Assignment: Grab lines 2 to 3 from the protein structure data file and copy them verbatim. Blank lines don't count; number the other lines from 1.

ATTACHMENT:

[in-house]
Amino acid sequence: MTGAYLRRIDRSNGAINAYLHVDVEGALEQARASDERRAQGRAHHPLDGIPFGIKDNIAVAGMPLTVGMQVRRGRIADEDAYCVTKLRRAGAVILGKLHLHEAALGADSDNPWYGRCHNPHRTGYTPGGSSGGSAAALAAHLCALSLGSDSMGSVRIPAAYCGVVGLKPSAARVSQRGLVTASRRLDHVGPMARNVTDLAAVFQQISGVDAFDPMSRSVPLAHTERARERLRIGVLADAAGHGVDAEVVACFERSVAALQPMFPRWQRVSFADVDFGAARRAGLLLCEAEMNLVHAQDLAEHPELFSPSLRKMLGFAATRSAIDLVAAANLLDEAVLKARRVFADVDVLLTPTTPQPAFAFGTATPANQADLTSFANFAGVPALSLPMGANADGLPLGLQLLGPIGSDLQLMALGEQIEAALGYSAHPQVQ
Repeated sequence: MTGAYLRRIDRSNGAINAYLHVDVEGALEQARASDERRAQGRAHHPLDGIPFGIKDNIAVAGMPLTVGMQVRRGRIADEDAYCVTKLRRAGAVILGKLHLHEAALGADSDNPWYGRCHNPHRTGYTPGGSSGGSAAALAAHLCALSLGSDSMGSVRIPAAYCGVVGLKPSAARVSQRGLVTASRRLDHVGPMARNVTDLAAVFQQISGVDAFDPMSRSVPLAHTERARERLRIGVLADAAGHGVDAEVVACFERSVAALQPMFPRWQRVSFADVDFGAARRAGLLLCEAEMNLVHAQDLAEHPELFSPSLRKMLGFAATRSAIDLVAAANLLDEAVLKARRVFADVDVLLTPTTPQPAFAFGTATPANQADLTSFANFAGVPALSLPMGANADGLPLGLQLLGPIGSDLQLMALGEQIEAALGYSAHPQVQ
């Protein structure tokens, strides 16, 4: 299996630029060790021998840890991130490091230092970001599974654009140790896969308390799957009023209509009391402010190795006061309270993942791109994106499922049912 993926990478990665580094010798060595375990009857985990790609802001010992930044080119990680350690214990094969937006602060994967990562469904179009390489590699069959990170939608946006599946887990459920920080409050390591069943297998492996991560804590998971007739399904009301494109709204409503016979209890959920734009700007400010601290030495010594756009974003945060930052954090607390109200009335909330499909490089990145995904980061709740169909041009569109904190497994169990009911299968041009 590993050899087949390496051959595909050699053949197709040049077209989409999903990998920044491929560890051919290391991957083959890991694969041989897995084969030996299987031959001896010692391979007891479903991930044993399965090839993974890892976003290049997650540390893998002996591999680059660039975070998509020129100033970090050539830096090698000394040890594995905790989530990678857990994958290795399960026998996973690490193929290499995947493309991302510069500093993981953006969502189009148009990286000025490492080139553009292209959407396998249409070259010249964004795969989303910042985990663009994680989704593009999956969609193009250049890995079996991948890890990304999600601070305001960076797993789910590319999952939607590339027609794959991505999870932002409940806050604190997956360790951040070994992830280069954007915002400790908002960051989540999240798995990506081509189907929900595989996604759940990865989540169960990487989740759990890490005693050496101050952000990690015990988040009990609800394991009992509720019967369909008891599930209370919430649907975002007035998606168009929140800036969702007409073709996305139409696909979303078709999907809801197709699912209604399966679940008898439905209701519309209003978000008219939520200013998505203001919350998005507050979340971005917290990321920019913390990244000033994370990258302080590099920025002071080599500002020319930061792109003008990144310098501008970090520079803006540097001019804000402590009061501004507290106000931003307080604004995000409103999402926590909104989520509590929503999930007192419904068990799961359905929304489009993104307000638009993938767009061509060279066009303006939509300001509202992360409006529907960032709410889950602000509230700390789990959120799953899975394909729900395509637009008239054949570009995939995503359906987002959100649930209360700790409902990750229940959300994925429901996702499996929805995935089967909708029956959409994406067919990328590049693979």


Amino acid sequence: MTGAYLRRIDRSNGAINAYLHVDVEGALEQARASDERRAQGRAHHPLDGIPFGIKDNIAVAGMPLTVGMQVRRGRIADEDAYCVTKLRRAGAVILGKLHLHEAALGADSDNPWYGRCHNPHRTGYTPGGSSGGSAAALAAHLCALSLGSDSMGSVRIPAAYCGVVGLKPSAARVSQRGLVTASRRLDHVGPMARNVTDLAAVFQQISGVDAFDPMSRSVPLAHTERARERLRIGVLADAAGHGVDAEVVACFERSVAALQPMFPRWQRVSFADVDFGAARRAGLLLCEAEMNLVHAQDLAEHPELFSPSLRKMLGFAATRSAIDLVAAANLLDEAVLKARRVFADVDVLLTPTTPQPAFAFGTATPANQADLTSFANFAGVPALSLPMGANADGLPLGLQLLGPIGSDLQLMALGEQIEAALGYSAHPQVQ
Repeated sequence: MTGAYLRRIDRSNGAINAYLHVDVEGALEQARASDERRAQGRAHHPLDGIPFGIKDNIAVAGMPLTVGMQVRRGRIADEDAYCVTKLRRAGAVILGKLHLHEAALGADSDNPWYGRCHNPHRTGYTPGGSSGGSAAALAAHLCALSLGSDSMGSVRIPAAYCGVVGLKPSAARVSQRGLVTASRRLDHVGPMARNVTDLAAVFQQISGVDAFDPMSRSVPLAHTERARERLRIGVLADAAGHGVDAEVVACFERSVAALQPMFPRWQRVSFADVDFGAARRAGLLLCEAEMNLVHAQDLAEHPELFSPSLRKMLGFAATRSAIDLVAAANLLDEAVLKARRVFADVDVLLTPTTPQPAFAFGTATPANQADLTSFANFAGVPALSLPMGANADGLPLGLQLLGPIGSDLQLMALGEQIEAALGYSAHPQVQ